Pharmacology beyond the patient – The environmental risks of human drugs
Journal article, 2019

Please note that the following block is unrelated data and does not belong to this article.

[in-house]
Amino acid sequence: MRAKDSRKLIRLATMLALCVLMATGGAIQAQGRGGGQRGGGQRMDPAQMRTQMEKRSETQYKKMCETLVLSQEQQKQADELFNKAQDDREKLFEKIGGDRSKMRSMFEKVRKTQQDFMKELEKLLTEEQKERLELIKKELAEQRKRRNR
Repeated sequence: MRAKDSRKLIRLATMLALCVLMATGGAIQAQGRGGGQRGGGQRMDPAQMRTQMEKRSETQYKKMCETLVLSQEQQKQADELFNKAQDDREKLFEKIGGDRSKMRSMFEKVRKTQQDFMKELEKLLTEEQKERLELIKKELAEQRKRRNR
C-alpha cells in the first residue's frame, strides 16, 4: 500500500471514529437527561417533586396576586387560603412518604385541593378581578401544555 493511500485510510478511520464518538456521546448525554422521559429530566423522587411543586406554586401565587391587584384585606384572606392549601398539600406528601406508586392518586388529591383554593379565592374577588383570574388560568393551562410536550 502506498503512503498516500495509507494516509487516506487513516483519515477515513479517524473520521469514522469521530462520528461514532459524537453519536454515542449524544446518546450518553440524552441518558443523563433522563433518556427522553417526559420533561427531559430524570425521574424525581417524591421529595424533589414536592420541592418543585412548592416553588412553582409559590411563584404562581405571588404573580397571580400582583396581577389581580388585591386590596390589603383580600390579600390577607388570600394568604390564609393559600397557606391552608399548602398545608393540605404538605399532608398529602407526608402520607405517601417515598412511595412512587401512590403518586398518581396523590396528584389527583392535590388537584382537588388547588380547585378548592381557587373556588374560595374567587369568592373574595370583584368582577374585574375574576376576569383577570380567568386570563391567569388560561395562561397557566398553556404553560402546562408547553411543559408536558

Background: The presence of pharmaceuticals in the environment is a growing global concern and although environmental risk assessment is required for approval of new drugs in Europe and the USA, the adequacy of the current triggers and the effects-based assessments has been questioned. Objective: To provide a comprehensive analysis of all regulatory compliant aquatic ecotoxicity data and evaluate the current triggers and effects-based environmental assessments to facilitate the development of more efficient approaches for pharmaceuticals toxicity testing. Methods: Publicly-available regulatory compliant ecotoxicity data for drugs targeting human proteins was compiled together with pharmacological information including drug targets, Cmax and lipophilicity. Possible links between these factors and the ecotoxicity data for effects on, growth, mortality and/or reproduction, were evaluated. The environmental risks were then assessed based on a combined analysis of drug toxicity and predicted environmental concentrations based on European patient consumption data. Results: For most (88%) of the of 975 approved small molecule drugs targeting human proteins a complete set of regulatory compliant ecotoxicity data in the public domain was lacking, highlighting the need for both intelligent approaches to prioritize legacy human drugs for a tailored environmental risk assessment and a transparent database that captures environmental data. We show that presence/absence of drug-target orthologues are predictive of susceptible species for the more potent drugs. Drugs that target the endocrine system represent the highest potency and greatest risk. However, for most drugs (>80%) with a full set of ecotoxicity data, risk quotients assuming worst-case exposure assessments were below one in all European countries indicating low environmental risks for the endpoints assessed. Conclusion: We believe that the presented analysis can guide improvements to current testing procedures, and provide valuable approaches for prioritising legacy drugs (i.e. those registered before 2006) for further ecotoxicity testing. For drugs where effects of possible concern (e.g. behaviour) are not captured in regulatory tests, additional mechanistic testing may be required to provide the highest confidence for avoiding environmental impacts.